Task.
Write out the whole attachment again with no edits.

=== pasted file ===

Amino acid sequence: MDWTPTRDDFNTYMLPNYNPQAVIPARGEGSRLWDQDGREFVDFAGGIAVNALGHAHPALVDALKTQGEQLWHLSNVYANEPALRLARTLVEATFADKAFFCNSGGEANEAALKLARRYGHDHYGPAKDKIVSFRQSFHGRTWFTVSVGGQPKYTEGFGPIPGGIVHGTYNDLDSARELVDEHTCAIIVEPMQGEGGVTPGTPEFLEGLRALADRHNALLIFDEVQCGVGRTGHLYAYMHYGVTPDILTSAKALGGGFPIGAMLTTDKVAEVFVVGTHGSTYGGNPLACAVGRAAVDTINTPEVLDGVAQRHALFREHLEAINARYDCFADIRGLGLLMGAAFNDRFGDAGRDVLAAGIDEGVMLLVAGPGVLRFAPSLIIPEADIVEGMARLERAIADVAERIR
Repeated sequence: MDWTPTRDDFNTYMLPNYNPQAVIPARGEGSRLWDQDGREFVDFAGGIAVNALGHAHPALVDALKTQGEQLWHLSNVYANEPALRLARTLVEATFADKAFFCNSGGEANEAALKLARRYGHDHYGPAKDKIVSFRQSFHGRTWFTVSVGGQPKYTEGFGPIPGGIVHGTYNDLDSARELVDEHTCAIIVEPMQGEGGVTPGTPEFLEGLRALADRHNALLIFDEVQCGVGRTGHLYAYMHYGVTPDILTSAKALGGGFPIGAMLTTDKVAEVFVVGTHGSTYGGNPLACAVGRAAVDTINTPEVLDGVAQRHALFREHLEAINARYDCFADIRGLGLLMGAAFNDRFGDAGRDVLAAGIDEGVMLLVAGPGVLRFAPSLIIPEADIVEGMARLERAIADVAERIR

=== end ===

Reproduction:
Amino acid sequence: MDWTPTRDDFNTYMLPNYNPQAVIPARGEGSRLWDQDGREFVDFAGGIAVNALGHAHPALVDALKTQGEQLWHLSNVYANEPALRLARTLVEATFADKAFFCNSGGEANEAALKLARRYGHDHYGPAKDKIVSFRQSFHGRTWFTVSVGGQPKYTEGFGPIPGGIVHGTYNDLDSARELVDEHTCAIIVEPMQGEGGVTPGTPEFLEGLRALADRHNALLIFDEVQCGVGRTGHLYAYMHYGVTPDILTSAKALGGGFPIGAMLTTDKVAEVFVVGTHGSTYGGNPLACAVGRAAVDTINTPEVLDGVAQRHALFREHLEAINARYDCFADIRGLGLLMGAAFNDRFGDAGRDVLAAGIDEGVMLLVAGPGVLRFAPSLIIPEADIVEGMARLERAIADVAERIR
Repeated sequence: MDWTPTRDDFNTYMLPNYNPQAVIPARGEGSRLWDQDGREFVDFAGGIAVNALGHAHPALVDALKTQGEQLWHLSNVYANEPALRLARTLVEATFADKAFFCNSGGEANEAALKLARRYGHDHYGPAKDKIVSFRQSFHGRTWFTVSVGGQPKYTEGFGPIPGGIVHGTYNDLDSARELVDEHTCAIIVEPMQGEGGVTPGTPEFLEGLRALADRHNALLIFDEVQCGVGRTGHLYAYMHYGVTPDILTSAKALGGGFPIGAMLTTDKVAEVFVVGTHGSTYGGNPLACAVGRAAVDTINTPEVLDGVAQRHALFREHLEAINARYDCFADIRGLGLLMGAAFNDRFGDAGRDVLAAGIDEGVMLLVAGPGVLRFAPSLIIPEADIVEGMARLERAIADVAERIR